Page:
Neighborhood data should inform the agenda of new Cleveland mayor: Alex Dorman


Guest Columnist Alex Dorman is an Associate Researcher at the Center for Community Solutions.

As a new mayor takes office in Cleveland, a crucial decision will be where to focus resources. The newly compiled data can help community leaders and residents understand the conditions facing Cleveland neighborhoods.

Cleveland is a city full of neighborhoods rich in history and culture. While residents clearly identify their homes as part of a neighborhood, community members and the agencies that serve them are often challenged to find good data and information specific to their part of town.

This is because neighborhoods are not considered designated geographic areas by most data sources.

At the Center for Community Solutions, we’ve compiled fact sheets for each of Cleveland’s 34 neighborhoods.

The good news is that the percentage of people living in poverty in Cleveland fell between 2016 and 2019, from 35.9% to 32.7%. But again, that only tells part of the story. The biggest drops in poverty have been seen in neighborhoods like Ohio City, Tremont, and Lee-Seville.

A deeper exploration of poverty rates and neighborhoods tells a familiar story of racism and redlining in old and old towns. The neighborhoods with the highest levels of residents living in deep poverty – defined as less than 50 percent of the federal poverty line – were Central, University, Kinsman, Buckeye-Woodhill, and St. Clair-Superior.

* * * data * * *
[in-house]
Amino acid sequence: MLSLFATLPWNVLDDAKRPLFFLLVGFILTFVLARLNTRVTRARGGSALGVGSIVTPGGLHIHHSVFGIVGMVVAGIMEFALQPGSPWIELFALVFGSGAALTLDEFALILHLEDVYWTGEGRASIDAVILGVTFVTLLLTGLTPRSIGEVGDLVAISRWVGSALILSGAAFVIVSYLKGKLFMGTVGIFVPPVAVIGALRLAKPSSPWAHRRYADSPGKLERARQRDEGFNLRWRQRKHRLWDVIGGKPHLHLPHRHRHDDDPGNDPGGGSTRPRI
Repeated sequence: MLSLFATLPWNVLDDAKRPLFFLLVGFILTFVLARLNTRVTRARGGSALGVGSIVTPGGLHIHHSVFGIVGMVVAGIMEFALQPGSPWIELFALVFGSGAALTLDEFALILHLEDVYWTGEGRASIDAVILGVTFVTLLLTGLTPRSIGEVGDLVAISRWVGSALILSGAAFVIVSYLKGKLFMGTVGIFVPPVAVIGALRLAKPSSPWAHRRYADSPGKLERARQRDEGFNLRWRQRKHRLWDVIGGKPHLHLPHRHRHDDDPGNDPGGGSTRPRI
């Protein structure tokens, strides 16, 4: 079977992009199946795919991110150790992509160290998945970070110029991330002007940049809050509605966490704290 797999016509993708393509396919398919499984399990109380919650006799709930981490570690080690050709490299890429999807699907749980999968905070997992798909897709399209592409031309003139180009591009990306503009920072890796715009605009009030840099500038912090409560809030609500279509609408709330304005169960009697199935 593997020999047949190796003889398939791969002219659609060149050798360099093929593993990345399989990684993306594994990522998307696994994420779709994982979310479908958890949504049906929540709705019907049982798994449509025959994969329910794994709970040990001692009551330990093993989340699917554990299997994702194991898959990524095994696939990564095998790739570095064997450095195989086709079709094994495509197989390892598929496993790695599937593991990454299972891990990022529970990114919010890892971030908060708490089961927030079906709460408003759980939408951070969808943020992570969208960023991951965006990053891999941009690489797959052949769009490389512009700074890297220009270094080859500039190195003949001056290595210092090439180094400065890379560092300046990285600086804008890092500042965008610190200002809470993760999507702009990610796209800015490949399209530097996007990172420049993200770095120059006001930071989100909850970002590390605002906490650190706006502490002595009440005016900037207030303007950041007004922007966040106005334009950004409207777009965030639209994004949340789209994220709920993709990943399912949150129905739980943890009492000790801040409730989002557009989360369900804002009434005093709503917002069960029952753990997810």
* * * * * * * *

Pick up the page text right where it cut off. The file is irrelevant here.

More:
These are all neighborhoods on the east side of the city, all but one have a majority of black residents, and all have between a quarter and 45% of residents living in severe poverty. They were also all historically demarcated neighborhoods.

This goes against the Cleveland neighborhoods with the lowest percentage of residents living in extreme poverty: Old Brooklyn, Lee-Harvard, Edgewater, Jefferson, and Kamm’s Corner. With the exception of Lee-Harvard, these are mostly white communities, all located on the west side.

Of the 19 neighborhoods with higher poverty rates than the city average, 13 of them are located on the east side.

These fact sheets also provide important information on needs that have almost certainly been exacerbated since the start of the COVID-19 pandemic. They are based on the latest available data, collected in 2019 before the pandemic.

Some particularly surprising facts: About 38% of people in Cleveland were aware of the housing burden, meaning that more than a third of their income was spent on housing. In some neighborhoods – like Stockyards, Collinwood-Nottingham and St. Clair-Superior – almost half of all residents faced a housing burden.

Data shows that one in 10 residents of West Boulevard, Clark-Fulton and Goodrich Kirkland Park did not have health insurance. And about 40% of households in Kinsman, Fairfax and Hough did not have internet access in their homes before the pandemic.

Finally, about 85% of the children of the Central district lived below the poverty line.

Knowledge is power. Armed with this information, residents and civic leaders can fuel the incredible work being done to meet these needs even within the city.

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